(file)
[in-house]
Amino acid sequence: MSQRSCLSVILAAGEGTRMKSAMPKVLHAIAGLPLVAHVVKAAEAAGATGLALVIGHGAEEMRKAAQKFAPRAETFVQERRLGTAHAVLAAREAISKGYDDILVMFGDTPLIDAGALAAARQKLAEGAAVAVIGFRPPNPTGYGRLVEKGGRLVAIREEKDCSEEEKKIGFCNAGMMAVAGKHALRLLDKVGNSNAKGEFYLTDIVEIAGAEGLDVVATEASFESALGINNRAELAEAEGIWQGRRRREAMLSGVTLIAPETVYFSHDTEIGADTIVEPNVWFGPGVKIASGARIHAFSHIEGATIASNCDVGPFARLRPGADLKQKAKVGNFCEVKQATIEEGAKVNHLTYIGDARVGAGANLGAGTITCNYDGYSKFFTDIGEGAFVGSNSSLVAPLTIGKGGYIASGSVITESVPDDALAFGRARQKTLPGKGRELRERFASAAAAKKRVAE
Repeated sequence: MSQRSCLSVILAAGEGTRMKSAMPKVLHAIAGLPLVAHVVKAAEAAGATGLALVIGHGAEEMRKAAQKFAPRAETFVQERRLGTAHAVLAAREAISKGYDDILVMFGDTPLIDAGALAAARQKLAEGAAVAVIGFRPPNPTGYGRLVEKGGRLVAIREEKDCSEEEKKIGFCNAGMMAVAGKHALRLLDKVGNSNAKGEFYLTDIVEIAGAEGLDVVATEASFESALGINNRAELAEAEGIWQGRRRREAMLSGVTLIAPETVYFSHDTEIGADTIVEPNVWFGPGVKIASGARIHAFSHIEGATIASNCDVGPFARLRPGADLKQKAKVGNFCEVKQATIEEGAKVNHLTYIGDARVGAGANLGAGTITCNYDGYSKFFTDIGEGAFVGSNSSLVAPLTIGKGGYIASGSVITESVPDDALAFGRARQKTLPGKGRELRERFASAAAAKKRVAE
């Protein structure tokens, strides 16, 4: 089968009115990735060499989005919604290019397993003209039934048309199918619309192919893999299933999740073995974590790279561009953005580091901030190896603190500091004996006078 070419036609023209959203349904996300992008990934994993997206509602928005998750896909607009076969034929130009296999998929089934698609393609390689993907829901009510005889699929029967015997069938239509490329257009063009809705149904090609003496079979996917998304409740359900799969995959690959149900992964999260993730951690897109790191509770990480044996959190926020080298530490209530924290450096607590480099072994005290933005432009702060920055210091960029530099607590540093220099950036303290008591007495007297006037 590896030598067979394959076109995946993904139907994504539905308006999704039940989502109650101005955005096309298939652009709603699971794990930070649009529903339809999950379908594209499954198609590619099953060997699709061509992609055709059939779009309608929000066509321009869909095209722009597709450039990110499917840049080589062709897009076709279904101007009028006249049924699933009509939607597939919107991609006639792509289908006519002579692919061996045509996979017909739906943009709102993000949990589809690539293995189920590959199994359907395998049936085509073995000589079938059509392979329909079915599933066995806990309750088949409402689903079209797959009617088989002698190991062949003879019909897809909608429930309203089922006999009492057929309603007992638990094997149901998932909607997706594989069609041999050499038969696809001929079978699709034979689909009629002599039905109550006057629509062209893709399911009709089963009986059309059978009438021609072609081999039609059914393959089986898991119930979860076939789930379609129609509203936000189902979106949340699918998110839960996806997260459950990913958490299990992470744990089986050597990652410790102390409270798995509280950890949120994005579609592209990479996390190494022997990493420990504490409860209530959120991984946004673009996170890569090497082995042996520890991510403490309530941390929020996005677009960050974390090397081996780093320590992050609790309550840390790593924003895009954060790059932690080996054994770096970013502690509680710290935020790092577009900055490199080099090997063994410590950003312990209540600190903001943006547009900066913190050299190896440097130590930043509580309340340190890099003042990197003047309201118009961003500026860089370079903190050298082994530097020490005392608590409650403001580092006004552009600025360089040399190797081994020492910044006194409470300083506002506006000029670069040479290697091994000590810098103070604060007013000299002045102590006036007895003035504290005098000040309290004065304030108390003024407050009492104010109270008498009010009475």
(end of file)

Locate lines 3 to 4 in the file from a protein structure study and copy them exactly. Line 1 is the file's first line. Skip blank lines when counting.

Repeated sequence: MSQRSCLSVILAAGEGTRMKSAMPKVLHAIAGLPLVAHVVKAAEAAGATGLALVIGHGAEEMRKAAQKFAPRAETFVQERRLGTAHAVLAAREAISKGYDDILVMFGDTPLIDAGALAAARQKLAEGAAVAVIGFRPPNPTGYGRLVEKGGRLVAIREEKDCSEEEKKIGFCNAGMMAVAGKHALRLLDKVGNSNAKGEFYLTDIVEIAGAEGLDVVATEASFESALGINNRAELAEAEGIWQGRRRREAMLSGVTLIAPETVYFSHDTEIGADTIVEPNVWFGPGVKIASGARIHAFSHIEGATIASNCDVGPFARLRPGADLKQKAKVGNFCEVKQATIEEGAKVNHLTYIGDARVGAGANLGAGTITCNYDGYSKFFTDIGEGAFVGSNSSLVAPLTIGKGGYIASGSVITESVPDDALAFGRARQKTLPGKGRELRERFASAAAAKKRVAE
């Protein structure tokens, strides 16, 4: 089968009115990735060499989005919604290019397993003209039934048309199918619309192919893999299933999740073995974590790279561009953005580091901030190896603190500091004996006078 070419036609023209959203349904996300992008990934994993997206509602928005998750896909607009076969034929130009296999998929089934698609393609390689993907829901009510005889699929029967015997069938239509490329257009063009809705149904090609003496079979996917998304409740359900799969995959690959149900992964999260993730951690897109790191509770990480044996959190926020080298530490209530924290450096607590480099072994005290933005432009702060920055210091960029530099607590540093220099950036303290008591007495007297006037 590896030598067979394959076109995946993904139907994504539905308006999704039940989502109650101005955005096309298939652009709603699971794990930070649009529903339809999950379908594209499954198609590619099953060997699709061509992609055709059939779009309608929000066509321009869909095209722009597709450039990110499917840049080589062709897009076709279904101007009028006249049924699933009509939607597939919107991609006639792509289908006519002579692919061996045509996979017909739906943009709102993000949990589809690539293995189920590959199994359907395998049936085509073995000589079938059509392979329909079915599933066995806990309750088949409402689903079209797959009617088989002698190991062949003879019909897809909608429930309203089922006999009492057929309603007992638990094997149901998932909607997706594989069609041999050499038969696809001929079978699709034979689909009629002599039905109550006057629509062209893709399911009709089963009986059309059978009438021609072609081999039609059914393959089986898991119930979860076939789930379609129609509203936000189902979106949340699918998110839960996806997260459950990913958490299990992470744990089986050597990652410790102390409270798995509280950890949120994005579609592209990479996390190494022997990493420990504490409860209530959120991984946004673009996170890569090497082995042996520890991510403490309530941390929020996005677009960050974390090397081996780093320590992050609790309550840390790593924003895009954060790059932690080996054994770096970013502690509680710290935020790092577009900055490199080099090997063994410590950003312990209540600190903001943006547009900066913190050299190896440097130590930043509580309340340190890099003042990197003047309201118009961003500026860089370079903190050298082994530097020490005392608590409650403001580092006004552009600025360089040399190797081994020492910044006194409470300083506002506006000029670069040479290697091994000590810098103070604060007013000299002045102590006036007895003035504290005098000040309290004065304030108390003024407050009492104010109270008498009010009475």